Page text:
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Record Heat Hits Southern California Cities Aug. 18.

Record Heat Hits Southern California Cities Aug. 18.

Riverside: 108, tied at 108 in 1950

San Jacinto: 106, previously 104 set in 2003

Santa Ana: 106, previously 95 in 2010

Anaheim: 105, previously 101 in 1992

Newport Beach: 87, previously 84 in 1945

Source: National Weather Service

In an image photographed by the Riverside County Sheriff’s Department, a storm cell drops rain in the Hemet area on Aug. 18, 2020. More than 1.5 inches of rain fell in Valle Vista. (Courtesy of Riverside County Sheriff’s Department via National Weather Service)

Above-normal temperatures in Southern California will cool slightly, but the humidity will make you think otherwise.

The sticky weather is going to stick around.

“The heat and the humid feeling that comes with it is not going to go away anytime soon,” Miguel Miller, a meteorologist in the weather service’s San Diego office, said Tuesday, Aug. 18.

The 25% to 30% humidity coming from the onshore flow is really not all that high, Miller said. “The fact that the temperature has gone up makes you feel the humidity even more,” he said.

Southern California experienced its highest temperatures of the week on Tuesday, Miller said. Some of them broke records.

In the Inland Empire on Tuesday, Chino Airport recorded 113 degrees, it was 109 at San Bernardino International Airport, 107 at Ontario International Airport, 108 at March Air Reserve Base, 108 in Redlands, 105 in Temecula and 105 in Beaumont.

Orange County recorded 109 degrees in Yorba Linda, 106 in Santa Ana, 105 in Anaheim, 100 at John Wayne Airport and 86 in Huntington Beach.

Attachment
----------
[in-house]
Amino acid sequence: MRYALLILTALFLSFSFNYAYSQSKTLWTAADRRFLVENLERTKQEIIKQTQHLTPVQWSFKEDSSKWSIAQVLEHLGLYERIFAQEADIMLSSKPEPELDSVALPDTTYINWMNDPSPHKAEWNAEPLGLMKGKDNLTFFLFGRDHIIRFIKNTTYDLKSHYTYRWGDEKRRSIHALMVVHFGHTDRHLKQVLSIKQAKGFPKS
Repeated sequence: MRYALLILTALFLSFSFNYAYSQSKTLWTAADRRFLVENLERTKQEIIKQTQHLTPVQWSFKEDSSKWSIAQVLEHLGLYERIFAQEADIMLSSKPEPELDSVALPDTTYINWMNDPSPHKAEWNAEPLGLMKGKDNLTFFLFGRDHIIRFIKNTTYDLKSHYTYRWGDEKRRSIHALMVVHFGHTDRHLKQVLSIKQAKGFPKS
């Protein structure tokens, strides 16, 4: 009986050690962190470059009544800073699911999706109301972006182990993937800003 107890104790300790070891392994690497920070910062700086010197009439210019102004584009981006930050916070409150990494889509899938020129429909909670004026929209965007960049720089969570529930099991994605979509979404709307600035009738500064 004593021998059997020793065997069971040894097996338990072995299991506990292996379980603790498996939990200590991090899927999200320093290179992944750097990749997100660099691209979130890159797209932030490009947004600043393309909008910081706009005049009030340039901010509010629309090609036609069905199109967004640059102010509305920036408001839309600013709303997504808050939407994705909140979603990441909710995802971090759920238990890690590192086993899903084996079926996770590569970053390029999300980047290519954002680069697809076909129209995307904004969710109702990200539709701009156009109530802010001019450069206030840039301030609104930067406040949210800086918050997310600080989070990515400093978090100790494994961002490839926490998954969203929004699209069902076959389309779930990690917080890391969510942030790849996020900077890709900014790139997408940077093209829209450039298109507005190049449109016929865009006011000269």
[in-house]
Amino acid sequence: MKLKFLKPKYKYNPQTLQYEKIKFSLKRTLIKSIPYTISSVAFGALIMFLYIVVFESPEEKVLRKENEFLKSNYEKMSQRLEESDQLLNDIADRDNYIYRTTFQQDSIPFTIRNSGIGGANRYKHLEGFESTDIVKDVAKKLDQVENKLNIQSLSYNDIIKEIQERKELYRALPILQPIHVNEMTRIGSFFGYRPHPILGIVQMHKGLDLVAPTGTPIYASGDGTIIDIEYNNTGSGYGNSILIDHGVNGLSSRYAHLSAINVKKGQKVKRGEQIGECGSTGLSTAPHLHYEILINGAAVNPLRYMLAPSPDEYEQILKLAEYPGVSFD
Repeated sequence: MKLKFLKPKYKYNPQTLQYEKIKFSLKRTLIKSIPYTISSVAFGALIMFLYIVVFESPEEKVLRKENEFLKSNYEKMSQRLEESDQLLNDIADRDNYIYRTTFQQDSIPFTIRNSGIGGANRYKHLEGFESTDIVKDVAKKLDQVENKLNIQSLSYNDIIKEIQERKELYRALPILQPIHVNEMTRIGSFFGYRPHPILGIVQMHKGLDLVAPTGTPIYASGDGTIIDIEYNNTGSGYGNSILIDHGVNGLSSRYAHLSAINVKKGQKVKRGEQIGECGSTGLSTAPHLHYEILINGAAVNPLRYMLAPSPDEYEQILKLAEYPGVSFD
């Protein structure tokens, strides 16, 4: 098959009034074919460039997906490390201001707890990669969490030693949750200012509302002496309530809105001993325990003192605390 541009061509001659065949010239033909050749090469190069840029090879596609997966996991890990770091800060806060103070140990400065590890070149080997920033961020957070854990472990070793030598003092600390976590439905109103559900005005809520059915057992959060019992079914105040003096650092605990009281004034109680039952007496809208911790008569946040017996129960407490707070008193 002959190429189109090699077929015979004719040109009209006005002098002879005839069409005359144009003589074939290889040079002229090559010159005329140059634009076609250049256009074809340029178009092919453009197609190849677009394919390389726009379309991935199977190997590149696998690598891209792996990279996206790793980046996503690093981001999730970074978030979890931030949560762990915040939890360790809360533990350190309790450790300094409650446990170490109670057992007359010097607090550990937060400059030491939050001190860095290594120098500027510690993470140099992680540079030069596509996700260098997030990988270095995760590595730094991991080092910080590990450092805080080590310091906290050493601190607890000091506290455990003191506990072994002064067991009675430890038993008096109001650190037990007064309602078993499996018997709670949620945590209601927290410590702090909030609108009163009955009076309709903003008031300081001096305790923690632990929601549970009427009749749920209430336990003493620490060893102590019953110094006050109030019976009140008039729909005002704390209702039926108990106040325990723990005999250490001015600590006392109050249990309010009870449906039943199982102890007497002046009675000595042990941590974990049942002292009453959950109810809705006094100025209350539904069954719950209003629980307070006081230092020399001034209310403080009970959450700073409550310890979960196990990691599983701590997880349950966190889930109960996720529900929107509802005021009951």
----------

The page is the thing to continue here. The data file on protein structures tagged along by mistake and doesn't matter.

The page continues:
In Los Angeles County, it was 111 in Northridge, 109 in Burbank, 109 in Pasadena and 99 in Long Beach.

High temperatures in the Inland Empire are expected to range from 95 to 102 degrees this weekend, with Lake Elsinore, Hemet and San Jacinto experiencing the worst.

Orange County high temperatures will reach about 90 degrees Saturday and Sunday.

In Los Angeles County, high temperatures are expected to be about 100 by week’s end.

There is an excessive heat warning in the region through Thursday night.

The weather service cautioned people to stay in air-conditioned buildings, drink plenty of water, check on relatives and neighbors, never leave children and pets in vehicles and wear lightweight and loose-fitting clothing.

The humidity showed up Tuesday, with brief but heavy downpours in the San Bernardino Mountains and southwest Riverside County east of Hemet.

A flash-flood warning was issued for the area near Cherry Valley where the Apple fire burned more than 33,000 acres, leaving the seared ground in some spots unable to soak in the rainfall, but the heaviest rain missed that spot, Miller said. “We think we dodged a bullet with that one. But we’re still concerned about the burn scar,” he said.

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